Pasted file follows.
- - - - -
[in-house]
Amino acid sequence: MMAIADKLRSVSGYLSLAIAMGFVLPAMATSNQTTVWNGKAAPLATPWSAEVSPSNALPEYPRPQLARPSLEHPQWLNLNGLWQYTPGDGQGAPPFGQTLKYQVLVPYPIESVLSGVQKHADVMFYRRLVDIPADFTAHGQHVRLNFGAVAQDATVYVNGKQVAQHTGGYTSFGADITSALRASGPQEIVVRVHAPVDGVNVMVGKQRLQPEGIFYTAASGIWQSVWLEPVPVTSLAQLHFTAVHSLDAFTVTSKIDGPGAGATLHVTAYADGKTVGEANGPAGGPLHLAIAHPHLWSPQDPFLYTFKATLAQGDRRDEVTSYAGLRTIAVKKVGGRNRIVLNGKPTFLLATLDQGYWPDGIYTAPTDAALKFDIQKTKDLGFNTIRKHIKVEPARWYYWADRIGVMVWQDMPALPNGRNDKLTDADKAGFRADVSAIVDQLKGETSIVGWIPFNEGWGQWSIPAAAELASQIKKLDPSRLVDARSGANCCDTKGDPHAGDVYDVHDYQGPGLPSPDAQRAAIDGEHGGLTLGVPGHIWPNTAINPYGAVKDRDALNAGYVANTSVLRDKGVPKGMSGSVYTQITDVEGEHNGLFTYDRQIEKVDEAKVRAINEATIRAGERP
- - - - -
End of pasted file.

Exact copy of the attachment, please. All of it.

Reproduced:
[in-house]
Amino acid sequence: MMAIADKLRSVSGYLSLAIAMGFVLPAMATSNQTTVWNGKAAPLATPWSAEVSPSNALPEYPRPQLARPSLEHPQWLNLNGLWQYTPGDGQGAPPFGQTLKYQVLVPYPIESVLSGVQKHADVMFYRRLVDIPADFTAHGQHVRLNFGAVAQDATVYVNGKQVAQHTGGYTSFGADITSALRASGPQEIVVRVHAPVDGVNVMVGKQRLQPEGIFYTAASGIWQSVWLEPVPVTSLAQLHFTAVHSLDAFTVTSKIDGPGAGATLHVTAYADGKTVGEANGPAGGPLHLAIAHPHLWSPQDPFLYTFKATLAQGDRRDEVTSYAGLRTIAVKKVGGRNRIVLNGKPTFLLATLDQGYWPDGIYTAPTDAALKFDIQKTKDLGFNTIRKHIKVEPARWYYWADRIGVMVWQDMPALPNGRNDKLTDADKAGFRADVSAIVDQLKGETSIVGWIPFNEGWGQWSIPAAAELASQIKKLDPSRLVDARSGANCCDTKGDPHAGDVYDVHDYQGPGLPSPDAQRAAIDGEHGGLTLGVPGHIWPNTAINPYGAVKDRDALNAGYVANTSVLRDKGVPKGMSGSVYTQITDVEGEHNGLFTYDRQIEKVDEAKVRAINEATIRAGERP